Travel Blog Series by Global Challenges PhD Scholar, Amy Carrad
Part 2: The Research Visit
Following the conference of the International Society of Behavioral Nutrition and Physical Activity (ISBNPA) in Edinburgh (Part 1 of my travel blog series), I flew to Helsinki to meet Dr. Sami Kokko, a prominent researcher in my field of Health Promotion in Sports Clubs, where I am looking specifically at gymnastics in New South Wales as my setting.
After a very sleepless first night in Helsinki, I travelled with Sami to talk with representatives of the Finnish Gymnastics Federation (FGF). I had the pleasure of meeting Helena Collin (Head of Recreational Gymnastics) and Leeni Asola-Myllynen (Health Activities Manager), as well as Leena Martin (Masters student to Sami) who was on work placement at the FGF.
Meeting with the Finnish Gymnastics Federation (left to right: Helena Collin, Leena Martin, me, Sami Kokko, and Leeni Asola-Myllynen
It was an honour they made time for me as they were in the midst of organising the largest international participation-based event, the World Gymnaestrada. I returned to Helsinki later in July to participate in this event (see Part 4 of my travel blog series).
It became evident that there was one large difference in the way Gymnastics NSW and the FGF approach their sport.
This was a focus on sport for children in contrast to participation over a person’s lifetime. Gymnastics NSW’s strategic plan refers to the development of fundamental movement skills for children while the FGF’s speaks of facilitating possibilities for participating in gymnastics for the whole lifetime.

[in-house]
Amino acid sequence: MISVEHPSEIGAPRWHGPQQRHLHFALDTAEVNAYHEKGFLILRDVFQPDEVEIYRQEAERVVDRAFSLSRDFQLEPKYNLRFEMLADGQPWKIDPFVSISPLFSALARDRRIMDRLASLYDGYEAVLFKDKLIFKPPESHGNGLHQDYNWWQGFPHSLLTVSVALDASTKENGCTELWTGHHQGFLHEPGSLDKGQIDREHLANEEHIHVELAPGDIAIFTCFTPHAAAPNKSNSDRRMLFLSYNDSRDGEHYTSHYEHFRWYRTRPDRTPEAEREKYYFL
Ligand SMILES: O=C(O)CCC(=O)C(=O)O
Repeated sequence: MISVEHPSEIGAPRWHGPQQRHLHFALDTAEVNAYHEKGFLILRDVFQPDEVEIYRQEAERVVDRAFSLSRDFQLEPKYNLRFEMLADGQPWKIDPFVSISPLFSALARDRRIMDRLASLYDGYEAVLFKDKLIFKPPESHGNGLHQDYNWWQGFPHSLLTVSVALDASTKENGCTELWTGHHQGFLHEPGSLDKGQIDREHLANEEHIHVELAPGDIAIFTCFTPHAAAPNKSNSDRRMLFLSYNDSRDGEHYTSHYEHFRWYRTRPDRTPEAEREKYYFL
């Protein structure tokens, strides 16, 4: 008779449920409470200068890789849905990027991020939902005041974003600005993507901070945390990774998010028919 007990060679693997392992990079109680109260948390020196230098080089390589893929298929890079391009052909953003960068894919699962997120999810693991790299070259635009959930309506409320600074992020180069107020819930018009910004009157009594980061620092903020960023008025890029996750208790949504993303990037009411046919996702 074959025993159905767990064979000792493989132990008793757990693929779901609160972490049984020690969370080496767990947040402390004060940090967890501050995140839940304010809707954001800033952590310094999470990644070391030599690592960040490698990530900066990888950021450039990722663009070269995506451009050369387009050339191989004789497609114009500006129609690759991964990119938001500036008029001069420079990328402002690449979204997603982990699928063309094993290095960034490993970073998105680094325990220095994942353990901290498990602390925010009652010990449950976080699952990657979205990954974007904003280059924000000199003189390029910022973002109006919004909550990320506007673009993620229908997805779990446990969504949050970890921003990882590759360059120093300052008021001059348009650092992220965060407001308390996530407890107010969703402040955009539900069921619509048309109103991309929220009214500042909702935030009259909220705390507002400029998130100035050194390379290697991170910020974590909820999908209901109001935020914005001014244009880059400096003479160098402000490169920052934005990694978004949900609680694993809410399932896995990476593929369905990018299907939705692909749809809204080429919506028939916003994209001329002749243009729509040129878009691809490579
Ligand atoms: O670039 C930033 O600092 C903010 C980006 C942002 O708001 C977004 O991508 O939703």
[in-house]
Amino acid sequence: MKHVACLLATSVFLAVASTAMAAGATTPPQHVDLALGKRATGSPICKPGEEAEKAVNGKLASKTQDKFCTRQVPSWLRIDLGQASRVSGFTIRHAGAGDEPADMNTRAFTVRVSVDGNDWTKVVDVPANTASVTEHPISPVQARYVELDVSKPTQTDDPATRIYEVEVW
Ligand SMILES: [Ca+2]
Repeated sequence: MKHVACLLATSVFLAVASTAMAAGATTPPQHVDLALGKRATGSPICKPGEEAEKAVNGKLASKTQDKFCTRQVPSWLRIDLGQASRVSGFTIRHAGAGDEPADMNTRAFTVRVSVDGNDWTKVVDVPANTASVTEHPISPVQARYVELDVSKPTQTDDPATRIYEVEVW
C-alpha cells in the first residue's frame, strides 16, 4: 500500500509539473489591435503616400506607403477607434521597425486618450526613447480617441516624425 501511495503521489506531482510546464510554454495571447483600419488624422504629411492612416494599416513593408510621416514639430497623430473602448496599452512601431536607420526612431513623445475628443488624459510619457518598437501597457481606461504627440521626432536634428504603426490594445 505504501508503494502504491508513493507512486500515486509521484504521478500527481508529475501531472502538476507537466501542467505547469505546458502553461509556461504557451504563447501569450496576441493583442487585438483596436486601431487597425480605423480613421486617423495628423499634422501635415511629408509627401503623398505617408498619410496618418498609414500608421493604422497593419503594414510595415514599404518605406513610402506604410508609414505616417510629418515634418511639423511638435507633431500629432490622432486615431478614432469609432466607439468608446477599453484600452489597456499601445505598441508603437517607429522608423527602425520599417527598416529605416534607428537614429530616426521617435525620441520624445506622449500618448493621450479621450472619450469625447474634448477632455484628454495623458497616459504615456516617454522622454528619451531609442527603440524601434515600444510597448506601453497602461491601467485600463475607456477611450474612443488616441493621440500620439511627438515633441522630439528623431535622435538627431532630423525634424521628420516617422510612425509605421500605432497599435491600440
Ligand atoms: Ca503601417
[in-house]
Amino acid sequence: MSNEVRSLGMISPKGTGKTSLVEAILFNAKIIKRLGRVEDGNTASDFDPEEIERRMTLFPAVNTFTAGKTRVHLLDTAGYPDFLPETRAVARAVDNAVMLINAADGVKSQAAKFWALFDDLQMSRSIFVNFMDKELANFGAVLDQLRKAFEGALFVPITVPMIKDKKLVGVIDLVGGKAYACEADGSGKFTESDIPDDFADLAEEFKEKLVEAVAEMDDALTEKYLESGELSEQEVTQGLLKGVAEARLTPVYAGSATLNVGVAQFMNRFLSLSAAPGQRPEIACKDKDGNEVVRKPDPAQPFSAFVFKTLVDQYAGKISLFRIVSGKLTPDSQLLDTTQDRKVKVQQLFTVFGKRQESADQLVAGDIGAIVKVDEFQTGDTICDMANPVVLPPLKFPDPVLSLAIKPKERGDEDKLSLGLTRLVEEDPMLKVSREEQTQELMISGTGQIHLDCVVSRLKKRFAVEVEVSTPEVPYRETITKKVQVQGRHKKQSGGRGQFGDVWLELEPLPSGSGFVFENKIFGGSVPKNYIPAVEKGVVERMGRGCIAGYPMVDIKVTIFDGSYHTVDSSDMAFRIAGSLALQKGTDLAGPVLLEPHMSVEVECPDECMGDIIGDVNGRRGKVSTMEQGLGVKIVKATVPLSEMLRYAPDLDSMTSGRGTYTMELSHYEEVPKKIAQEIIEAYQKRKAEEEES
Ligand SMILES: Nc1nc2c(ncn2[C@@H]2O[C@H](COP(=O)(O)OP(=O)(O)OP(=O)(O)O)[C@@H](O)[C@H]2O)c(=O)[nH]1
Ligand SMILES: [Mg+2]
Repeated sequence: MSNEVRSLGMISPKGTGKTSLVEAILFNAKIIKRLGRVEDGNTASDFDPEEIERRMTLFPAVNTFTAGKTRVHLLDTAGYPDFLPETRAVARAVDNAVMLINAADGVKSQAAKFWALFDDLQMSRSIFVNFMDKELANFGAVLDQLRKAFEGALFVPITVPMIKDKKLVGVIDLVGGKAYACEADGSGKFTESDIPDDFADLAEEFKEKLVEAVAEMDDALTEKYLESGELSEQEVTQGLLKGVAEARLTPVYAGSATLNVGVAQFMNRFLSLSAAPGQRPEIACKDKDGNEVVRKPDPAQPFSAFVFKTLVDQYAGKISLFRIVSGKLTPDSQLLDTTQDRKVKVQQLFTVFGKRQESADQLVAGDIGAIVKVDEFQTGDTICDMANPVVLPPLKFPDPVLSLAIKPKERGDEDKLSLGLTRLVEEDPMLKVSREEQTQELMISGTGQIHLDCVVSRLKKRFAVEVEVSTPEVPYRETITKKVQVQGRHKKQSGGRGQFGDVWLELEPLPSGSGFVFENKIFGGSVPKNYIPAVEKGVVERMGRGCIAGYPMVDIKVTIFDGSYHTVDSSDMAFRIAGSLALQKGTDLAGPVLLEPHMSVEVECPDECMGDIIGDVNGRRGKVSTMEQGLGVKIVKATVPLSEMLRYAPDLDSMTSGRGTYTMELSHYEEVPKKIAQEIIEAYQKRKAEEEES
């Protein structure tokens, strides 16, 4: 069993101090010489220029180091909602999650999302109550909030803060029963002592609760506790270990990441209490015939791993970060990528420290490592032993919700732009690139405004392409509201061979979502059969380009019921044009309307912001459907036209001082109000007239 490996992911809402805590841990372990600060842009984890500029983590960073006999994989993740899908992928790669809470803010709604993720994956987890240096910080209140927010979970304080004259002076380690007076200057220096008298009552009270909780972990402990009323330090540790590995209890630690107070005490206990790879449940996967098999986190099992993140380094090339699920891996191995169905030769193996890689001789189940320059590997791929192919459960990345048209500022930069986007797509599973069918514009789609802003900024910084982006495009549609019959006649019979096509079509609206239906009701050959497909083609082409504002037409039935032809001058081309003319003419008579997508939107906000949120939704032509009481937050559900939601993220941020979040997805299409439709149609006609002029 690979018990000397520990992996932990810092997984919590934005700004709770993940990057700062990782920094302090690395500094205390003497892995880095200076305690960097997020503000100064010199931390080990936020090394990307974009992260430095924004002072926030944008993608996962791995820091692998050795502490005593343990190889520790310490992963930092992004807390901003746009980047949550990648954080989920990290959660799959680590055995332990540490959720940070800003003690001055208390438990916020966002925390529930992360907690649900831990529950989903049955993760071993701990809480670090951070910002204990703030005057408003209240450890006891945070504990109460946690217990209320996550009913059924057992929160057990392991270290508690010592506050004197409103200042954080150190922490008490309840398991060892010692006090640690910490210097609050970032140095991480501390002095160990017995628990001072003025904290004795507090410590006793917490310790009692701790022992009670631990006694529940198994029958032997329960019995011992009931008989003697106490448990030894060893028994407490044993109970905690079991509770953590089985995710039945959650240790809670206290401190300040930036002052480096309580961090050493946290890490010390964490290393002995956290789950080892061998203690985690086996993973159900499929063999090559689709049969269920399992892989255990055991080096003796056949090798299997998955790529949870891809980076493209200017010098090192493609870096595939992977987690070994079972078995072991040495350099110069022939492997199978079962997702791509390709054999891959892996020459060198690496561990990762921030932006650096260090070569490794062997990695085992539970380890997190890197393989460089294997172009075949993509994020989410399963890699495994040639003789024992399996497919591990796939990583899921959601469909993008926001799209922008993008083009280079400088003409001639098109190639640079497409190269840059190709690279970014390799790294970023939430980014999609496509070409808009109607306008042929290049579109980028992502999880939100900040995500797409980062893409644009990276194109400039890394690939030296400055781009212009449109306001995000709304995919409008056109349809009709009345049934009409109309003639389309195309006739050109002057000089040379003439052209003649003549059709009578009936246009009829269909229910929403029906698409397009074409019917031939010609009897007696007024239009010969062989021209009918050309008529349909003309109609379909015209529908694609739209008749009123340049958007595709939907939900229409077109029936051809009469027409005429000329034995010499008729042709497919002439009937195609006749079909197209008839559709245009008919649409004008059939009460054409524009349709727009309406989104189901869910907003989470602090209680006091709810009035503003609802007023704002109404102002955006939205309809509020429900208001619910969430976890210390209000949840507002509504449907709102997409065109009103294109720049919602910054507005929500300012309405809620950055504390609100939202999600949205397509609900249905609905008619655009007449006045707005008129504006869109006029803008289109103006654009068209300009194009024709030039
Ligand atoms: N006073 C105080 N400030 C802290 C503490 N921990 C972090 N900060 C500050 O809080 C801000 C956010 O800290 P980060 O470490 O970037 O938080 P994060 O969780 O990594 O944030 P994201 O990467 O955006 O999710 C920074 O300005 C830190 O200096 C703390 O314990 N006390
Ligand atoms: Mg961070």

Skating around the lake in Jyväskylä
This philosophy manifested itself very evidently when looking at the numbers – in Finland there are more adult gymnasts than young gymnasts. In contrast, in NSW, 90% of gymnasts are aged 13 years or younger, with a very sharp drop off in numbers after the early teen years. This also means that the FGF makes a great investment in developing and maintaining a gymnastics program targeted at this older population group, both for younger adults (21 to 50) and for older participants (over 50).
For the following two days Jyväskylä University, where Sami works, was host to the National Congress of the Finnish Society of Sport Sciences. Most of the proceedings were in Finnish, however I was able to attend a keynote address delivered by Associate Professor Paul Wright from Northern Illinois University in the United States. His presentation was entitled, ‘Sport for Social Change: Rhetoric or Reality?’ Like the settings-based health promotion approach, his perspective looks beyond sporting excellence to utilising sport as a vehicle to teach life skills, personal and social responsibility, and promote positive youth development.
Active transport is a big thing in Jyväskylä
The final day of my visit saw me sitting down with Sami to brainstorm health promotion in sports settings. For me, this was like being under the spotlight of the master. Sami did his PhD in this area and has published extensively on the topic in the few intervening years. I always find this intimidating because of the fear that you might put your ideas out there and the more senior researcher will laugh you down (I don’t think anyone is actually mean enough to do that). However, after presenting my project concepts to him, he was very supportive and through our further discussion I could see that I am on the right track. That is a huge relief!
This experience has given me an even broader perspective of my idea of the health promoting sports concept.
Prior to the trip I had a relatively narrow view, largely focusing on the childhood years, but now I realise it should be about how we make these settings places that encourage people to continually seek wellbeing for as much of their lives as possible.
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To read other parts in this series: Parts 1, 3 and 4.